More than 300 Tamils were massacred in the first genocide unleashed on the Tamils after the island of Sri Lanka was independent from Britain.
Today is the commemoration of more than 300 Tamils killed in the ethnic riots carried out by Sinhala chauvinism from 22 to 27 May 1958.
In 1956, Solomon Bandaranaike came to power in Ceylon, on a majority Sinhala nationalist platform. The new government passed the Sinhala Only Act, making Sinhala the sole official language of the country. This was done despite the fact that nearly a quarter of the population used Tamil as their primary language. The Act immediately triggered discontent among the Tamils, who perceived their language, culture, and economic position as being subject to an increasing threat.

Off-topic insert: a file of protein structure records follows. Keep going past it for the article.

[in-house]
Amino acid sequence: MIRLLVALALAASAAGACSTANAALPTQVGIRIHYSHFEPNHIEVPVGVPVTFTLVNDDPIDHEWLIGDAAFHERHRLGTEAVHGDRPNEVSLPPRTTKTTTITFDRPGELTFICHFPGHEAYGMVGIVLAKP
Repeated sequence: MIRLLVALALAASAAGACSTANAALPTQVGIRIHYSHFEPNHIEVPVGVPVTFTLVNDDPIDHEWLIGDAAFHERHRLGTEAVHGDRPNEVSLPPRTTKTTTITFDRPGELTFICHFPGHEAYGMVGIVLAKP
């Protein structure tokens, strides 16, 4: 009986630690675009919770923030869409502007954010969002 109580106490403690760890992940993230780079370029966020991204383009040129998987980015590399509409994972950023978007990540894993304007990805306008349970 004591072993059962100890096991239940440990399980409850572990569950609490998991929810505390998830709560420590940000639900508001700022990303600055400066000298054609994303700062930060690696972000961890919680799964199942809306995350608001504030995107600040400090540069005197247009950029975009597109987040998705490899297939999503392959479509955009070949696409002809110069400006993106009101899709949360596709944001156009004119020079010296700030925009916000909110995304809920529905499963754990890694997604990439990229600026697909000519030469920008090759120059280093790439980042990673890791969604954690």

The 1958 anti-Tamil pogrom and riots in Ceylon, also known as the 58 riots, to target the minority Tamils in the Dominion of Ceylon after it became an independent dominion from Britain in 1948. The riots lasted from 22 May until 27 May 1958 although sporadic disturbances happened even after the declaration of emergency on 1 June 1958. The estimates of the murders range, based on recovered body count, from 300 to 1,500. Although most of the victims were Tamils, majority Sinhalese civilians and their property was also affected both by attacking Sinhalese mobs who attacked those Sinhalese who provided sanctuary to Tamils as well as in retaliatory attacks by Tamil mobs throughout the Batticaloa and Jaffna districts. As the first full-scale race riot in the country in over forty years, the events of 1958 shattered the trust the communities had in one another and led to further polarisation.